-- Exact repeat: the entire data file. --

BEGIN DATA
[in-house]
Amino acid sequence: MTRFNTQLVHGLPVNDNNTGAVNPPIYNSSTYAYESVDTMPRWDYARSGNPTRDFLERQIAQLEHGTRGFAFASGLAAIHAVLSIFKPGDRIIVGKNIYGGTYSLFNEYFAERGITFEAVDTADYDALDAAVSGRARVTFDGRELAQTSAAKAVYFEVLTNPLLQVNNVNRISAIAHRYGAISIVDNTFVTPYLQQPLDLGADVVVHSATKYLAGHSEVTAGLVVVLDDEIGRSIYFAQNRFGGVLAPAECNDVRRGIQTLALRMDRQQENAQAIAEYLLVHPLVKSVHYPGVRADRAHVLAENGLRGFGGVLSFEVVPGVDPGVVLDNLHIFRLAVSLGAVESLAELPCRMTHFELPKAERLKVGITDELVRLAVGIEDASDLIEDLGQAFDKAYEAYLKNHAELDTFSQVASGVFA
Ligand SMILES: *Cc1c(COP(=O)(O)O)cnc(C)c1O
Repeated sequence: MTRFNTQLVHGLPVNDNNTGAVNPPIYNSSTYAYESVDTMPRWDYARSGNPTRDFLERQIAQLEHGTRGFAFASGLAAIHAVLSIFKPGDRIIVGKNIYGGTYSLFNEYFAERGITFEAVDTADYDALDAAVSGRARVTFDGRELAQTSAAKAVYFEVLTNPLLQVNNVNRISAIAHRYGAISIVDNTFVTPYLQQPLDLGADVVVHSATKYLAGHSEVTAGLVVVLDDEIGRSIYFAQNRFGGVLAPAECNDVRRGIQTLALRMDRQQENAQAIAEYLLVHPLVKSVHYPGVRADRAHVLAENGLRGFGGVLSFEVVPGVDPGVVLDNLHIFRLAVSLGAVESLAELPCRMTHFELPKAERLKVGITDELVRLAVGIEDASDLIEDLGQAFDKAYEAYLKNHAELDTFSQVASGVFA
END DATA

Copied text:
[in-house]
Amino acid sequence: MTRFNTQLVHGLPVNDNNTGAVNPPIYNSSTYAYESVDTMPRWDYARSGNPTRDFLERQIAQLEHGTRGFAFASGLAAIHAVLSIFKPGDRIIVGKNIYGGTYSLFNEYFAERGITFEAVDTADYDALDAAVSGRARVTFDGRELAQTSAAKAVYFEVLTNPLLQVNNVNRISAIAHRYGAISIVDNTFVTPYLQQPLDLGADVVVHSATKYLAGHSEVTAGLVVVLDDEIGRSIYFAQNRFGGVLAPAECNDVRRGIQTLALRMDRQQENAQAIAEYLLVHPLVKSVHYPGVRADRAHVLAENGLRGFGGVLSFEVVPGVDPGVVLDNLHIFRLAVSLGAVESLAELPCRMTHFELPKAERLKVGITDELVRLAVGIEDASDLIEDLGQAFDKAYEAYLKNHAELDTFSQVASGVFA
Ligand SMILES: *Cc1c(COP(=O)(O)O)cnc(C)c1O
Repeated sequence: MTRFNTQLVHGLPVNDNNTGAVNPPIYNSSTYAYESVDTMPRWDYARSGNPTRDFLERQIAQLEHGTRGFAFASGLAAIHAVLSIFKPGDRIIVGKNIYGGTYSLFNEYFAERGITFEAVDTADYDALDAAVSGRARVTFDGRELAQTSAAKAVYFEVLTNPLLQVNNVNRISAIAHRYGAISIVDNTFVTPYLQQPLDLGADVVVHSATKYLAGHSEVTAGLVVVLDDEIGRSIYFAQNRFGGVLAPAECNDVRRGIQTLALRMDRQQENAQAIAEYLLVHPLVKSVHYPGVRADRAHVLAENGLRGFGGVLSFEVVPGVDPGVVLDNLHIFRLAVSLGAVESLAELPCRMTHFELPKAERLKVGITDELVRLAVGIEDASDLIEDLGQAFDKAYEAYLKNHAELDTFSQVASGVFA